The objective was to examine cost-related barriers to using health services and prescription medicines in Finland.
A survey that examined adults' experiences of and opinions about the social security system was mailed to a random population-based sample of 5000 Finns aged 18-74 years. The survey assessed households' cost-related barriers to use of health services, prescription medicines and social assistance in the past year. The responses were adjusted for sociodemographic and health predictors by weighting and logistic regression.
Responses were received from 1770 households. In total, 18% had experienced at least one cost-related barrier; 11% did not fill a prescription, 8% did not go to hospital and 13% went without another form of treatment. Of respondents diagnosed with a disabling illness or impairment, 32% reported at least one cost-related barrier. Households with below-average income reported barriers twice as often as above-average income households, after adjusting for age and health. Lower income [lowest tertile, odds ratio (OR) 5.0 compared with highest tertile], fair/poor self-assessed health (fair/poor OR 7.1 compared with very good/good), younger age (18-34 years OR 3.8 compared with 65-74 years), lower education (primary OR 1.6 compared with tertiary) and female gender (OR 1.4) were significantly associated with more frequent cost-related barriers. Overall, 34% of households who encountered cost-related barriers had applied for and 17% had received social assistance.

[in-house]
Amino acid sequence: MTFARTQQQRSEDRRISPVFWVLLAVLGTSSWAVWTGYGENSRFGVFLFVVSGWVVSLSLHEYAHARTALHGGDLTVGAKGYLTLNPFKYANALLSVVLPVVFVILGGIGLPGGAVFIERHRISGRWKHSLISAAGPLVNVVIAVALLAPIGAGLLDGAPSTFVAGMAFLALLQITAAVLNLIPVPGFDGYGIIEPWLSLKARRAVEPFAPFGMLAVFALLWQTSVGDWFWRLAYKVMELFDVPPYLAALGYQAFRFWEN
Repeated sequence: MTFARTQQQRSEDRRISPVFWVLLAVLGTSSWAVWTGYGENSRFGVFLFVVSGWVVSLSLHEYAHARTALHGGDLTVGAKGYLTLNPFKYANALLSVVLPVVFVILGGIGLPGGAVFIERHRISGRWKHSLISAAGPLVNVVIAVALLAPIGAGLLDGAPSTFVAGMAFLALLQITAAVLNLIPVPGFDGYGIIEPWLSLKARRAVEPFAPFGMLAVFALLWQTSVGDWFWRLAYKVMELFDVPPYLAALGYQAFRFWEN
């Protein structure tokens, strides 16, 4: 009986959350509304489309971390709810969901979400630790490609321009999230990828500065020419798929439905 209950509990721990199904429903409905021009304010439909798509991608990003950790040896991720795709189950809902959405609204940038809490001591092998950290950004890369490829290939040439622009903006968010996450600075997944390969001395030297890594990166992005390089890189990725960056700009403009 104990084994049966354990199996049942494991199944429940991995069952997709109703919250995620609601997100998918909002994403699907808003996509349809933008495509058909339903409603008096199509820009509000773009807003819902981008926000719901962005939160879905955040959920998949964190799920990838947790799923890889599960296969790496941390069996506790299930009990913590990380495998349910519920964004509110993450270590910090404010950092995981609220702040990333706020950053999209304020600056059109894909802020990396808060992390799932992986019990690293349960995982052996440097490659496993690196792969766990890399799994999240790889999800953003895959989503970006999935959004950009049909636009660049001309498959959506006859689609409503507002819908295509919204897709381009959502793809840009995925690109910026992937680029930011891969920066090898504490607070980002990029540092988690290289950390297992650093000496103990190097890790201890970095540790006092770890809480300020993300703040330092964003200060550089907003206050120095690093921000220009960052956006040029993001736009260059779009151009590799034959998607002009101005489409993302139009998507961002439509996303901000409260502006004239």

Cost-related barriers were common among respondents with low income and/or poor health. These barriers may thus have a role in creating inequities in access to health care in Finland.